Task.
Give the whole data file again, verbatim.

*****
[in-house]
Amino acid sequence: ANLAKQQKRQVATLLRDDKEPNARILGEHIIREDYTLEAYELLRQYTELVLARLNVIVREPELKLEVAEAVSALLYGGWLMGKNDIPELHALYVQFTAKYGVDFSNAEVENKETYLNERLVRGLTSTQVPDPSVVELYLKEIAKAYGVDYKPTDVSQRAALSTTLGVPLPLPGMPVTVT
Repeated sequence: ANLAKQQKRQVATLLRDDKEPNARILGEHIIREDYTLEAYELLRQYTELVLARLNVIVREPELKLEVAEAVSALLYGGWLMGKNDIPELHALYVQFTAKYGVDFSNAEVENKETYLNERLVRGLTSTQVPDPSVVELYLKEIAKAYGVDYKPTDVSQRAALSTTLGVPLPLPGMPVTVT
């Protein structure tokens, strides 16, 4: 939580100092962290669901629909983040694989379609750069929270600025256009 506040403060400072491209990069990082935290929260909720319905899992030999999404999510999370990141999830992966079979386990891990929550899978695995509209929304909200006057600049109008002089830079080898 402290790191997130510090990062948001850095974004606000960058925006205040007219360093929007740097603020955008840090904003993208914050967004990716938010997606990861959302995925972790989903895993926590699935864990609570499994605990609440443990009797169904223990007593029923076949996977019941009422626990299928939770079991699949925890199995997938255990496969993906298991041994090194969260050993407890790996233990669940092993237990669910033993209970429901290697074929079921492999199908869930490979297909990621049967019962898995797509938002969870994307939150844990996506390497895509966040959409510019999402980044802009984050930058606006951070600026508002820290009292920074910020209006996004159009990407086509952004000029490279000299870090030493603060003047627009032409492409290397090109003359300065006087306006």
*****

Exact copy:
[in-house]
Amino acid sequence: ANLAKQQKRQVATLLRDDKEPNARILGEHIIREDYTLEAYELLRQYTELVLARLNVIVREPELKLEVAEAVSALLYGGWLMGKNDIPELHALYVQFTAKYGVDFSNAEVENKETYLNERLVRGLTSTQVPDPSVVELYLKEIAKAYGVDYKPTDVSQRAALSTTLGVPLPLPGMPVTVT
Repeated sequence: ANLAKQQKRQVATLLRDDKEPNARILGEHIIREDYTLEAYELLRQYTELVLARLNVIVREPELKLEVAEAVSALLYGGWLMGKNDIPELHALYVQFTAKYGVDFSNAEVENKETYLNERLVRGLTSTQVPDPSVVELYLKEIAKAYGVDYKPTDVSQRAALSTTLGVPLPLPGMPVTVT
């Protein structure tokens, strides 16, 4: 939580100092962290669901629909983040694989379609750069929270600025256009 506040403060400072491209990069990082935290929260909720319905899992030999999404999510999370990141999830992966079979386990891990929550899978695995509209929304909200006057600049109008002089830079080898 402290790191997130510090990062948001850095974004606000960058925006205040007219360093929007740097603020955008840090904003993208914050967004990716938010997606990861959302995925972790989903895993926590699935864990609570499994605990609440443990009797169904223990007593029923076949996977019941009422626990299928939770079991699949925890199995997938255990496969993906298991041994090194969260050993407890790996233990669940092993237990669910033993209970429901290697074929079921492999199908869930490979297909990621049967019962898995797509938002969870994307939150844990996506390497895509966040959409510019999402980044802009984050930058606006951070600026508002820290009292920074910020209006996004159009990407086509952004000029490279000299870090030493603060003047627009032409492409290397090109003359300065006087306006």